The extract below (via HathiTrust) is from testimony in Congress by Joseph Greenhut, who headed a conglomerate of distilleries in the late-1800s in the U.S. It was known informally as the Whiskey Trust, based in Cincinnati. Greenhut was an early “raider”, in the 1970s sense, buying up and consolidating often-inefficient distilleries to rationalize production and raise profits.
By 1900, its power declined in the wake of financial and legal issues. It went into Prohibition insolvent but some of its brands later formed the core of National Distillers, one of four main liquor companies to emerge after Prohibition. That company later merged with Jim Beam, adding storied brands such as Old Gran-dad Bourbon and Old Overholt rye.
In 1893, Greenhut was testifying on the activities of the trust and his comments on highwines are a good capsule of how the term evolved. He explains that highwines at the highest strength formed “alcohol”, used in industry to “cut oils” due to its high strength but still retaining some fusel oils.
This was the same substance used to make Florida waters or perfumes as discussed in the 1870s Canadian engineering article linked in my previous post. Another term for this alcohol was, appropriately, cologne spirits.
Despite the modern (2017) sense of the term alcohol, this 1893 alcohol aka highwines aka cologne spirits didn’t mean completely neutral spirits. Greenhut explains that to make “spirits”, the alcohol was subject to further distillation and charcoal filtering. The engineering article said the same thing but called the spirits “whisky”.
Greenhut said 95% of his production was this alcohol and spirits. He doesn’t state expressly what the 5% was, but it was probably whiskey-mash distillate (under 160 proof U.S.) aged to make bourbon or straight rye. He calls it “some little stuff” and “highwines in olden times”.
To Cincinnati whiskey-makers c. 1900, whiskey was the product of blending “spirits” – neutral spirits with no detectable odour – with straight bourbon or rye. Elsewhere in the same volume (search under “highwines” to find it) it is explained that often the blend was 4:1 neutral spirits to straight whiskey. This was felt to make a superior whiskey since the straight whiskey on its own was too strong in character. Modern American blended whiskey is often composed in exactly this way, sometimes with added flavouring which is also mentioned in the testimony.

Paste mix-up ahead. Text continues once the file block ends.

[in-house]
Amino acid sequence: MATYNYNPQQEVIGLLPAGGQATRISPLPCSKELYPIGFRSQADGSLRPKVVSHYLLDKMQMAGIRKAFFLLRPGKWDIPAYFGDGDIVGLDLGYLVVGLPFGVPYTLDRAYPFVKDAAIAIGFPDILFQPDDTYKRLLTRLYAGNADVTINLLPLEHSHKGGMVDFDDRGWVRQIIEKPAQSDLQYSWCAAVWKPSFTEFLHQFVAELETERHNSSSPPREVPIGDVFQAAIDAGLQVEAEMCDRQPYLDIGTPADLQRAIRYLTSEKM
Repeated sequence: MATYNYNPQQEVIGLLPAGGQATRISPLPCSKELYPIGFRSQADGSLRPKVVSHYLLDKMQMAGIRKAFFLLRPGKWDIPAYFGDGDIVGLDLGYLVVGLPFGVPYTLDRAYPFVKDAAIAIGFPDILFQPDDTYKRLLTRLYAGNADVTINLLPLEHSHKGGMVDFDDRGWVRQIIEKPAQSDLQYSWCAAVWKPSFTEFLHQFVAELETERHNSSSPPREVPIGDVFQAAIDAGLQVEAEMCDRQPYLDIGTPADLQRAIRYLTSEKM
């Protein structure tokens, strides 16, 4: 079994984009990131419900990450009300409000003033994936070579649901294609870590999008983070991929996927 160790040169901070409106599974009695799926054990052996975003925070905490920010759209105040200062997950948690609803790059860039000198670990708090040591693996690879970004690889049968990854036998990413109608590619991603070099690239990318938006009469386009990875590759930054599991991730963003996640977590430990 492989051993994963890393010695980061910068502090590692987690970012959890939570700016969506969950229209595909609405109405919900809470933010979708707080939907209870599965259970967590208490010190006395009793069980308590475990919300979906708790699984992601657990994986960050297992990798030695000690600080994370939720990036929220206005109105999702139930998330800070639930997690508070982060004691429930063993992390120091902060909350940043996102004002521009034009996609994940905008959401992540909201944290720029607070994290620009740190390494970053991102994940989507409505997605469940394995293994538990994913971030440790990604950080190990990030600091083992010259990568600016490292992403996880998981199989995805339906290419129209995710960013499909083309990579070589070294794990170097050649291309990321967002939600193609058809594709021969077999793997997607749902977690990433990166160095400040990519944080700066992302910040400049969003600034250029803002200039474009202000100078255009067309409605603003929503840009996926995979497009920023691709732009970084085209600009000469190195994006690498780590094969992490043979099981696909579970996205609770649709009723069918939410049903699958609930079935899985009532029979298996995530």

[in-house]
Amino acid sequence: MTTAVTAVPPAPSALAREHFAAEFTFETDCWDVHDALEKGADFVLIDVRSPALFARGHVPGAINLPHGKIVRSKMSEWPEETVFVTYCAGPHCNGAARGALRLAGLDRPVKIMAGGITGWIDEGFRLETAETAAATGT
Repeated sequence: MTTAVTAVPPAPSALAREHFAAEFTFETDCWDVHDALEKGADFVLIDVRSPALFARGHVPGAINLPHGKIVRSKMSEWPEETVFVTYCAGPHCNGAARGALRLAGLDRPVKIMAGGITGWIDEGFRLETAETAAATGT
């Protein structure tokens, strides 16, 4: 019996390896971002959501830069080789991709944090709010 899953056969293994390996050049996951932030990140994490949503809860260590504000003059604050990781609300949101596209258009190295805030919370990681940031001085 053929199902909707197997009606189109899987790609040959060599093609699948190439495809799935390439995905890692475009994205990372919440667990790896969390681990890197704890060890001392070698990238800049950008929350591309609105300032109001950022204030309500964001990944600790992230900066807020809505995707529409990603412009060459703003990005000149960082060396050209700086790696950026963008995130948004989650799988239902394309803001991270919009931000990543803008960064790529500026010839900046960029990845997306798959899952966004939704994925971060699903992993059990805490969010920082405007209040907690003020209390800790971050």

The Kentucky, Tennessee, and Pennsylvania whiskey distillers still made their whiskey the older way: distilling whiskey-mash spirits under 160 proof U.S. and putting them away for years in the warehouse. Tennessee added as well the old technique of charcoal filtering before barreling and warehousing. The end result was a heavier, more emphatic flavour than the blender achieved but it was all a question of the different “classes” of whiskey, different markets and prices.
Canadian distillers used highwines as the basis for their blends, but fully aged once the aging requirements became law. I infer as well that once the first aging law was passed (1890s), any use of odourless neutral spirits by our distillers ceased in favour of using aged highwines (as the base), because little improvement to the spirit would derive from oak aging if it was vodka-like in quality. The account in the engineering journal of the visit to Gooderham’s suggests it was using neutral spirits to make whisky, at least for the base (no reference is made in the article to addition of flavouring whisky). But that was years before the aging law came into force.
I should add too that procedures at the Big 5 Canadian distillers c. 1900 (Corby, G&H, Seagram, Hiram Walker, Wiser) may not have been identical in all respects.
The Scots distill their their base whisky for Scotch blends much as the Canadians have since the late 1800s save for some differences in mashing grains. The American highwines Greenhut was speaking of was made from corn, the Canadian mostly ditto. The Canadians also added flavourings sometimes to the blends, and some brands still do. It goes back to this time when blending was a rising technique in the international whiskey industry.
The point is, highwines originally meant the spirit from a whisky-mash before rectification with charcoal/redistillation or warehousing in oak. When pot stills and other primitive stills were used before steam-distillation in columns and rectifiers, this highwines was between 50% and 80% abv off the stills. But once column stills came in, the strongest highwines rose to 188 proof U.S. or 94.1% abv. It was this strongest highwines which was advertised, I apprehend, in the 1917 Moquin ad discussed in the last post except proofed down for sale to 85.6% abv.
Greenhut confirms in effect that the meaning of highwines changed, but what didn’t change was that highwines was never a perfectly pure product. Thus, it could be aged for whisky as some buyers surely did (gentry, maybe grocers, bars). The highwines could also be used for some industrial purposes, and to mix with wine for the Caribou-type product also mentioned yesterday, or punches. It was a white whiskey, broadly speaking.
Anyone who wants to know what it was like should try to find the Global alcool I mentioned. It is sold in Quebec in 94% and 40% abv versions and the latter must be simply the former diluted to 40% abv. Ontario for many years sold a similar “alcohol” (not vodka) but I can’t find it on the listings currently. The Global one was interesting, like a vodka but with traits of white dog whisky. No doubt some craft distillers produce a similar drink but unless aged for the requisite time it cannot be called whisky on the label.
Note re image: the image above of a fountain in 1870s Cincinnati was sourced from Wikipedia, here. It is believed available for educational and historical purposes. All copyright therein resides solely in its lawful owner or authorized user, as applicable. All feedback welcomed.